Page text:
A stable of fine English actors, solid source material, and a truly-unnerving feeling of dread make 1965's The Skull a standout horror film that levitates above its limitations.
There's a lot to appreciate with 1965's The Skull, from the cast, to the story, to the production itself. The film comes from Amicus, a studio that--for a time--stood toe-to-toe with Hammer Films as the pinnacle of British horror. This success was an ironic achievement, considering that Amicus was founded by two Americans working in the English film system. And while this movie doesn't quite have the Gothic grandeur that graces so many Hammer productions, it does excel through a story first penned by legendary genre-writer Robert Bloch (the author of Psycho), outstanding cinematography, and a capital cast culled from Hammer's finest players.
Peter Cushing (Horror Express) stars as Christopher Maitland (dedicated Amicus fans will recognize the surname "Maitland" as a recurring trope throughout the output of the studio), a collector of the occult who researches the unknown and allegedly writes his own treatises on these subjects. I say "allegedly" because we never actually see him put pen to paper once in the film, but his reputation apparently precedes him. Christopher Lee (Dracula A.D. 1972), appears in a small role as a fellow collector and distinguished gentleman, as well as an associate of Cushing's character. They know each other well, often bidding on the same occult collectible items at auction. Patrick Wymark (Witchfinder General) is the dealer who supplies Cushing with many of these rare items, often gained through dubious means. Michael Gough (The Horror of Dracula, Alfred from Tim Burton's Batman) makes a brief appearance as the auctioneer.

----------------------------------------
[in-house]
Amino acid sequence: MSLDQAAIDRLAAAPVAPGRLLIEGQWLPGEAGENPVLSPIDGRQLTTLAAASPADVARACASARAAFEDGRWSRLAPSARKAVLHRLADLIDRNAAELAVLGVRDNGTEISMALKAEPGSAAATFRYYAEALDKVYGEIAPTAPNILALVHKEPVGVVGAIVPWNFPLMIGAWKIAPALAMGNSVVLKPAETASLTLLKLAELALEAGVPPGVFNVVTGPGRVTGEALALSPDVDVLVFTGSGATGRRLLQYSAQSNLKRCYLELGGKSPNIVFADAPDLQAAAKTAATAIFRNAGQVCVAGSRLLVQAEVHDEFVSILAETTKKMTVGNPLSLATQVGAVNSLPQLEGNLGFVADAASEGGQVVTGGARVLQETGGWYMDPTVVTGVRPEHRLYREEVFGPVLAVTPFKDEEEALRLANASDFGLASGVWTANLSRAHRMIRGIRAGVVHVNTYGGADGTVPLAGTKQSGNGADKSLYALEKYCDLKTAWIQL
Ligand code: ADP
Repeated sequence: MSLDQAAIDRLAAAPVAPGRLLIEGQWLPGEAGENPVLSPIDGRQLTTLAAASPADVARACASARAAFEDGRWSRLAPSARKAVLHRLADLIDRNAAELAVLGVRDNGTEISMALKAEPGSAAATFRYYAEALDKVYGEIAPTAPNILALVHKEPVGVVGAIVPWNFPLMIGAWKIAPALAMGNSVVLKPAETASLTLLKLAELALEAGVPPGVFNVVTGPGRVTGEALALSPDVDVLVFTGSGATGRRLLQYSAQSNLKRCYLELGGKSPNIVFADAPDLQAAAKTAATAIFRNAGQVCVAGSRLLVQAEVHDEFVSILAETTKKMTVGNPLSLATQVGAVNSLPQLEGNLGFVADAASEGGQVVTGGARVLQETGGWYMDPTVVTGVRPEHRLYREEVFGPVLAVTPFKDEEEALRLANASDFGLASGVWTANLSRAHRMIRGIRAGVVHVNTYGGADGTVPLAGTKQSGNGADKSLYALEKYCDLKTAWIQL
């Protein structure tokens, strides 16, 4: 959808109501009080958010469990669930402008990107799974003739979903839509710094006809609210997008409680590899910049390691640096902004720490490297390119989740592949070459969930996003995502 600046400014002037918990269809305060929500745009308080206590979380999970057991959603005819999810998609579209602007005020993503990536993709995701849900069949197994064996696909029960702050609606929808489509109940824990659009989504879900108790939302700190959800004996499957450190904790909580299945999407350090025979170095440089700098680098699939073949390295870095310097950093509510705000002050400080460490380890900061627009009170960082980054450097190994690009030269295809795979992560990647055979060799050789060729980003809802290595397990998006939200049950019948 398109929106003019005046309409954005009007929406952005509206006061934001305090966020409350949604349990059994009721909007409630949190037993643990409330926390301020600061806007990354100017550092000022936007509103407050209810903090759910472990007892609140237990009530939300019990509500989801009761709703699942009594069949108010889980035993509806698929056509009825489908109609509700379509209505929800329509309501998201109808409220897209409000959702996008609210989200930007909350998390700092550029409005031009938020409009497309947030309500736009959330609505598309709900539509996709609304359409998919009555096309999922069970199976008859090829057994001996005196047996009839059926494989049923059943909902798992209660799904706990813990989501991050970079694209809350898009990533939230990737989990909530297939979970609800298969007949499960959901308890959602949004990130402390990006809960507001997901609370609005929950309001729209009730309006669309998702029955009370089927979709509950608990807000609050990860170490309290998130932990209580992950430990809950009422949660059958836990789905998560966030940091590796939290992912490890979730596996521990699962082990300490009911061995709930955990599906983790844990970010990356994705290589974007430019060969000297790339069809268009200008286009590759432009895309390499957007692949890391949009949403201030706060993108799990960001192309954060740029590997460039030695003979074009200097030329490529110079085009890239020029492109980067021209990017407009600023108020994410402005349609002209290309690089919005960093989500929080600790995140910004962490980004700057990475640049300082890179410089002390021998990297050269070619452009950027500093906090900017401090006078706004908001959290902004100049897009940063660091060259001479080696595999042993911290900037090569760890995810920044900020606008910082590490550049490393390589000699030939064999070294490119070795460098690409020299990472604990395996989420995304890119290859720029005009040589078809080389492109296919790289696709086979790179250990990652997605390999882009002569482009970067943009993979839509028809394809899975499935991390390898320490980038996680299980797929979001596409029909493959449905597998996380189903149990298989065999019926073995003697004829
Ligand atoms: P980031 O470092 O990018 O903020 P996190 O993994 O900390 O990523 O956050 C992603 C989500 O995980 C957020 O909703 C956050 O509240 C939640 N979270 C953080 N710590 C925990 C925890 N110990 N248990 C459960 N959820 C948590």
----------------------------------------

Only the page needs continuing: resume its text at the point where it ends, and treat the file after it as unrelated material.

When Wymark supplies Cushing with a rare book bound in human flesh that recounts the ill deeds of the notorious Marquis de Sade, it sends the collector down a dark path of obsession. Wymark makes things much worse when he offers to sell the actual skull of the Marquis to our protagonist. The skull, it would seem, has a dark history and is both cursed and possessed by something incredibly evil. As the movie unfolds, Cushing is driven from his comfortable collection and thrown directly into madness and murder.
The script of The Skull--adapted by Amicus' co-founder Milton Subotsky--is pretty thin, and the original Robert Bloch short story is perhaps even thinner, not needing to fill 83 minutes of cinematic screen-time. Yet, what makes this movie so much fun to watch is all the little things between the lines of dialogue and plot. Director Freddie Francis (an Oscar winner for cinematography), who himself cut his teeth by directing surrealistic and unnerving Hammer Films like Paranoiac in 1963 and Nightmare in 1964, manages to turn these bare-bones into a behemoth, taking eerie delight in removing the viewer from comfortable reality. Any audience familiar with this era of horror cinema usually comes expecting the same thing: macabre melodrama played to a maximum on modest stages, complete with an excess of hand-wringing, brandy-swilling, and scenery chewing.